Naruto: Path of the Ninja Review for the Nintendo DS (NDS)

Naruto: Path of the Ninja Review for the Nintendo DS (NDS)

I thought ninjas were supposed to be cooler than this!

Although I’m not much of a fan personally, it’s undeniable that Naruto is one of the most popular anime and manga series on the market right now. After all, what’s not to like? You’ve got your popular little preteen relationships, a protagonist who looks like he escaped from prison wearing an orange jumpsuit, and of course, ninjas (need any more be said?).

Naruto: Path of the Ninja screenshot

But the real question is: Is the game any good? Naruto: Path of the Ninja is actually quite a deviation from the norm when it comes to the myriad of Naruto-based games already released. Rather than being a fighter, Path of the Ninja chooses to go in a different direction; it attempts to be an RPG. Probably the biggest problem with Path of the Ninja is the fact that while it may at first seem a breath of fresh air to Naruto devotees, the battle system is actually quite repetitive. In fact, if you have ever played any sort of role-playing game before, you have a very good idea exactly how Path of the Ninja plays out.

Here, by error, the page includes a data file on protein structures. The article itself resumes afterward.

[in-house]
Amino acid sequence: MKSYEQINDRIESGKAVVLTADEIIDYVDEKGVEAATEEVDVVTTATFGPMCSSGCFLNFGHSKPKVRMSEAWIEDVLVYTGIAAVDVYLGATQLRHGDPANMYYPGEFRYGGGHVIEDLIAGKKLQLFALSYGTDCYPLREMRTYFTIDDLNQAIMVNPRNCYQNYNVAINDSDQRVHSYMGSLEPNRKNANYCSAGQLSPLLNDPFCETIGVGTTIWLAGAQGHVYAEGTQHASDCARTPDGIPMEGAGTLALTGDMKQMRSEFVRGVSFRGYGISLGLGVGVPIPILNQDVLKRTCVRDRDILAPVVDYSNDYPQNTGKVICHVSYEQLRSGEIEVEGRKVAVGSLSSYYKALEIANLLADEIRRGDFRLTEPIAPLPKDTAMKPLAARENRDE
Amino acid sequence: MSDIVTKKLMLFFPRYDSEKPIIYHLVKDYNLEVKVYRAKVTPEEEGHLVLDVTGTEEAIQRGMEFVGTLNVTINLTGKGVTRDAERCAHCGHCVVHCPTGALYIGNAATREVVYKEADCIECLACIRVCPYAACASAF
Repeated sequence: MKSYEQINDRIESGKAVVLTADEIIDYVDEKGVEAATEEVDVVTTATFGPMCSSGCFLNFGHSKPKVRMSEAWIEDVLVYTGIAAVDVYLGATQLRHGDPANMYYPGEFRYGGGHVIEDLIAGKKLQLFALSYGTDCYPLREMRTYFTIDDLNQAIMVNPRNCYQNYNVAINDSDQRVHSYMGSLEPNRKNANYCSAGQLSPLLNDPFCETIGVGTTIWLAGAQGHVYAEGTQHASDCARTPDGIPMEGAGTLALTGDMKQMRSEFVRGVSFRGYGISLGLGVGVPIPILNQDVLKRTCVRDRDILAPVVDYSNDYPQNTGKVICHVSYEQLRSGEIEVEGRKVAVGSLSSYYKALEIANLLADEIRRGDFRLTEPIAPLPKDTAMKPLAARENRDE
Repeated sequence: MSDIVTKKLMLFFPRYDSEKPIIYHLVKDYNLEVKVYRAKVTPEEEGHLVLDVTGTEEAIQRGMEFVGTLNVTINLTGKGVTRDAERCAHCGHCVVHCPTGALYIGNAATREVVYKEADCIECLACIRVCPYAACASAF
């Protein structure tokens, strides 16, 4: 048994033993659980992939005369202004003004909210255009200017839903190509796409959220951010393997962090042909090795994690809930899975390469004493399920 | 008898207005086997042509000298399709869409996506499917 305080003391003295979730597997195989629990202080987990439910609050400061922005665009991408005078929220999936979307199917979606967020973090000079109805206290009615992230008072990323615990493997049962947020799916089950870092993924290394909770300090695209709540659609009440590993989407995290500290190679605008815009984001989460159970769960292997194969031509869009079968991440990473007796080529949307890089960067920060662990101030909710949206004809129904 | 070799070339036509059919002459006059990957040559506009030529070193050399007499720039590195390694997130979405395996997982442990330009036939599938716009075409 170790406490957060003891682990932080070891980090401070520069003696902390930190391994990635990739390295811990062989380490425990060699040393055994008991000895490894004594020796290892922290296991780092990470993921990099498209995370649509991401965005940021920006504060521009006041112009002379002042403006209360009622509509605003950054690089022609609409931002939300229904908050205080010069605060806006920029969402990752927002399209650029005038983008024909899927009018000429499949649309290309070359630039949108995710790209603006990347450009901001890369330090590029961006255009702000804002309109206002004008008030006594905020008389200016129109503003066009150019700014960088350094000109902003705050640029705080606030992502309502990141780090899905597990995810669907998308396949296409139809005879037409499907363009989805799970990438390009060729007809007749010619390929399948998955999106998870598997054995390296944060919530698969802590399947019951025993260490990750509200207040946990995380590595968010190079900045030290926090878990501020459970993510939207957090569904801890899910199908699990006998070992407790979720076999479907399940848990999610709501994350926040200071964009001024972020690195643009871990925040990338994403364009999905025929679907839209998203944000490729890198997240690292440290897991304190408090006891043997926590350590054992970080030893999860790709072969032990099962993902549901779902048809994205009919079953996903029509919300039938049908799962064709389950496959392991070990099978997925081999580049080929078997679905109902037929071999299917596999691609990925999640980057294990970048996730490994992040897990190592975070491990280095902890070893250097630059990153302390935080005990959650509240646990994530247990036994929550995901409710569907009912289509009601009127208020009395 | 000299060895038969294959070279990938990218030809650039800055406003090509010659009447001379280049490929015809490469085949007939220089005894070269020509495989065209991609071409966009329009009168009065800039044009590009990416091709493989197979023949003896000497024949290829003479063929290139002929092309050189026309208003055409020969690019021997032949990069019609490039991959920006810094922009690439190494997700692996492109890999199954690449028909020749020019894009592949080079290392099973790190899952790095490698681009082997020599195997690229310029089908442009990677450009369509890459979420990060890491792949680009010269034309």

For the majority of the game, you’ll take control of a party of three ninjas-in-training. As is typical of the RPG genre, a number of equipment options are available for each character; it’s up to you to determine how exactly to customize each of your characters. Another somewhat debated staple of RPGs is also present in Path of the Ninja: random battles. The area is divided up into a world map; you use the cursor to enter into various areas of the world. The areas are dungeon-like, in the fact that treasure chests are scattered about and random enemy encounters are somewhat frequent.